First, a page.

Cost-effectiveness of screening compared to case-finding approaches to tuberculosis in long-term care facilities for the elderly. (8/747)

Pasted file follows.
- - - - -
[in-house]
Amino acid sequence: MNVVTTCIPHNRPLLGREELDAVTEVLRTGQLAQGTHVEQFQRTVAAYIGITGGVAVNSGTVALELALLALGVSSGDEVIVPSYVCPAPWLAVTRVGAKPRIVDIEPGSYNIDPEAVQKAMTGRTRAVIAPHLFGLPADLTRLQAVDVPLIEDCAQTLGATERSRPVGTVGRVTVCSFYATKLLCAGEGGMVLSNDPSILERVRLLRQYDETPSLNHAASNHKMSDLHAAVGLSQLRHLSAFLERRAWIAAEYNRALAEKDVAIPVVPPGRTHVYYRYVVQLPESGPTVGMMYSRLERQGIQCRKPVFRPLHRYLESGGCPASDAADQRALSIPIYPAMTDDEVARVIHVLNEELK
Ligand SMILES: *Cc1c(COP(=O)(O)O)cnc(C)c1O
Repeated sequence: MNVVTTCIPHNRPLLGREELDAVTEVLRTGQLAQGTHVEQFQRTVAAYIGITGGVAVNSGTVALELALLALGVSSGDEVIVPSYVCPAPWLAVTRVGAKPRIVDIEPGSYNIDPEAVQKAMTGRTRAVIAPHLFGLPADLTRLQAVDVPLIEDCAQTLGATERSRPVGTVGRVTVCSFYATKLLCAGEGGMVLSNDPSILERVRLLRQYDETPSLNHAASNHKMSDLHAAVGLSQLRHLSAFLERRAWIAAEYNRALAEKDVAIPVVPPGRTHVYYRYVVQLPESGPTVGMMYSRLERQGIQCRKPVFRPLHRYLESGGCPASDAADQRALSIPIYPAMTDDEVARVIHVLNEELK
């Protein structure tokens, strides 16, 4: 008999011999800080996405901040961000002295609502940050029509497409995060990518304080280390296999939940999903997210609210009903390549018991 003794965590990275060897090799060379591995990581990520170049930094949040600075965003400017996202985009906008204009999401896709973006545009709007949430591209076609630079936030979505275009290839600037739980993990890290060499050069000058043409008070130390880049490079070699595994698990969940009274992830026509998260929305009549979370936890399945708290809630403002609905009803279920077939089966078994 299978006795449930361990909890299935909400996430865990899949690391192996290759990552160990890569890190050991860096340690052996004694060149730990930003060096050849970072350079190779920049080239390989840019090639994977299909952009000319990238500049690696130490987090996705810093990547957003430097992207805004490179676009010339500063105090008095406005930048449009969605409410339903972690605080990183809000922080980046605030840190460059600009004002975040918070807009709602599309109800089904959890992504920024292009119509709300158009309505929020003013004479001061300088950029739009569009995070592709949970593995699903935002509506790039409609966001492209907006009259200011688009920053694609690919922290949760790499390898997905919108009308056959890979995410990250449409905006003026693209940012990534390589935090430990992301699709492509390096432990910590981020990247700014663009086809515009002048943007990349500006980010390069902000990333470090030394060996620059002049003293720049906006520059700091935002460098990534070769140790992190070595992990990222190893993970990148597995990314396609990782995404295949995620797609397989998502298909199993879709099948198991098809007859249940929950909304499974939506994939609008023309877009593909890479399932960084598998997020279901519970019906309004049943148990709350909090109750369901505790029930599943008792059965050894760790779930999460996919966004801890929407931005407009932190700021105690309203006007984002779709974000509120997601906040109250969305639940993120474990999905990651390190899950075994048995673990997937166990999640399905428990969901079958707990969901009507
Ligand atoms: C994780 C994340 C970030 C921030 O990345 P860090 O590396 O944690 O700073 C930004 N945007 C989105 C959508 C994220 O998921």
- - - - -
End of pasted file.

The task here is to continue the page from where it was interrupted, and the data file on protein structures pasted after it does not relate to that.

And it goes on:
BACKGROUND: To determine if the more interventionist approach of screening with the tuberculin test and chemoprophylaxis for high-risk positive reactors to control tuberculosis in long-term care facilities is cost-effective when compared to the case-finding and treatment approach. METHOD: A decision-analysis model was designed wherein systematic screening with the tuberculin skin test of all elderly patients newly admitted to facilities was compared to public health interventions restricted to investigation of cases and contacts with symptoms of tuberculosis after suspected exposure. Differences in life-years (LY), quality-adjusted life-years (QALY), cost per QALY and LY gained, annual cost per 1000 institutional patients were calculated in a health-care system perspective. RESULTS: In every situation analysed, screening and chemoprophylaxis were more effective. The cost per LY gained was within an acceptable range: $3437 per LY with a 0.6% nosocomial transmission rate and $7552 per LY when no nosocomial transmission was postulated. CONCLUSION: Screening plus chemoprophylaxis for high-risk reactors is more cost-effective than case-finding. This holds even when nosocomial transmission is assumed not to occur in facilities.  (+info)